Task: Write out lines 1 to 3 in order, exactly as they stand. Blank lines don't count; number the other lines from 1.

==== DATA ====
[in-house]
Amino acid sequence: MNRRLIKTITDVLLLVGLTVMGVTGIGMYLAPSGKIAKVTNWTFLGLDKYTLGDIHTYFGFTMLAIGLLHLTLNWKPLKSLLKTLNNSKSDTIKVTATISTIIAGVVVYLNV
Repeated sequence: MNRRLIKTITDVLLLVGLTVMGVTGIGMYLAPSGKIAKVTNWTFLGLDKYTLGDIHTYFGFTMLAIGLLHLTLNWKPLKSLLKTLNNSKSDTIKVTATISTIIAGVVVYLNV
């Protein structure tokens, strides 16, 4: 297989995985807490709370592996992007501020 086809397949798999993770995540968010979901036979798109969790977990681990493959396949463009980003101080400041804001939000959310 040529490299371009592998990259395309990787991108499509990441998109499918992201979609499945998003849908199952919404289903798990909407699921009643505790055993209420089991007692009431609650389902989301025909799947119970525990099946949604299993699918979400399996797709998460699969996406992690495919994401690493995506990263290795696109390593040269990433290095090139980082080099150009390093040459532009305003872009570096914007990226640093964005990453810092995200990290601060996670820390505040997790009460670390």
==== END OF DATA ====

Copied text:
[in-house]
Amino acid sequence: MNRRLIKTITDVLLLVGLTVMGVTGIGMYLAPSGKIAKVTNWTFLGLDKYTLGDIHTYFGFTMLAIGLLHLTLNWKPLKSLLKTLNNSKSDTIKVTATISTIIAGVVVYLNV
Repeated sequence: MNRRLIKTITDVLLLVGLTVMGVTGIGMYLAPSGKIAKVTNWTFLGLDKYTLGDIHTYFGFTMLAIGLLHLTLNWKPLKSLLKTLNNSKSDTIKVTATISTIIAGVVVYLNV